From Indiana University in Bloomington:
A cooperative agreement between Indiana University and the Uffizi Gallery in Florence, Italy, will result in an unprecedented initiative to digitize in 3-D the museum’s entire collection of 1,250 pieces of irreplaceable Greek and Roman sculpture.
The project between the Uffizi, one of the oldest and most renowned art museums in the world, and IU’s Virtual World Heritage Laboratory will create high-resolution 3-D digital models of the Uffizi sculptures and make them freely available online by IU’s bicentennial in 2020. The Uffizi collection is located at the gallery as well as the Pitti Palace and Boboli Gardens, other famous cultural sites in Florence.
The 1,250 works of art comprise the third largest collection of its kind in an Italian state museum. Largely assembled by the Medici family from the 15th to the 18th centuries, the sculptures include some of the most admired classical antiquities in the history of art, notably the Medici Venus, the Medici Faun, the Niobids and the Ariadne.
Until recently, the 3-D digitization of complex organic forms such as the human body lagged far behind that of simpler geometric shapes such as rooms, buildings and cities, Frischer said. Work in his laboratory has demonstrated that complex organic forms of the human body can be accurately recorded and digitally reproduced, while new technological breakthroughs have made it possible to increase the scale of 3-D data capture at a fraction of the time and expense previously required, without sacrificing accuracy or visual quality.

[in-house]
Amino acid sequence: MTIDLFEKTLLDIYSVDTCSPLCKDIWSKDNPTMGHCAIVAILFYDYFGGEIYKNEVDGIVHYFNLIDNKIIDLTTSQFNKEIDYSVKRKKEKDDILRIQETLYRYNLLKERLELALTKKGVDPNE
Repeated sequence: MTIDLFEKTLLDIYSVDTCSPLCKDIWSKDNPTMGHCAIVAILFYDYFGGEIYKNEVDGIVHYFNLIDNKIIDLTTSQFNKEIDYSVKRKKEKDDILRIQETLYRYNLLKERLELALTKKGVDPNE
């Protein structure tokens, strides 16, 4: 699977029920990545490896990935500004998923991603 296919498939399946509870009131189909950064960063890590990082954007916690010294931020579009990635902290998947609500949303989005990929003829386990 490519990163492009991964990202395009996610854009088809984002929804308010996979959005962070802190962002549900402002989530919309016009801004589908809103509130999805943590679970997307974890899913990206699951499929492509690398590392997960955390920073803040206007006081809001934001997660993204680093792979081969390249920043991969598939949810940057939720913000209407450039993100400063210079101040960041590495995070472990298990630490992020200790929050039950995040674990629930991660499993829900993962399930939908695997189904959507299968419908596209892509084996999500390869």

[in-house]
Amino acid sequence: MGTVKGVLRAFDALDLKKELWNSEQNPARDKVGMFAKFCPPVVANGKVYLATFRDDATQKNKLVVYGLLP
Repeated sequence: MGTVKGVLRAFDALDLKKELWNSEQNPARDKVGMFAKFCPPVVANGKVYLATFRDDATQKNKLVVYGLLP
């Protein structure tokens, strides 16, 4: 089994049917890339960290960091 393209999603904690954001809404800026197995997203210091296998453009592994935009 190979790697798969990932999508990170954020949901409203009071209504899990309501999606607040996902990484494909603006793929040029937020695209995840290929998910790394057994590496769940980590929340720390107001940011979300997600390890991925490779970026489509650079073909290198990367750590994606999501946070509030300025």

“We are confident that we will be able to meet the challenges posed by our new project at the Uffizi,” Frischer said. “Our ultimate goal is not simply to record the current state of ancient monuments but to digitally restore the monuments to their ancient appearance and to put them back into their reconstructed ancient context, where they can stimulate new insights about how art reflected and helped shape a people’s deepest cultural values.”
The five-year project between Indiana University and the Uffizi will include training IU informatics and art history students in the techniques of 3-D data capture, digital modeling and interactive online publication; creating a limited number of 3-D restoration models of works of sculpture of interest to individual project participants; and publishing the 3-D models on several online sites, including the Italian Ministry of Culture’s internal conservation database, the Uffizi’s public website and the Virtual World Heritage Laboratory’s publicly available Digital Sculpture Project.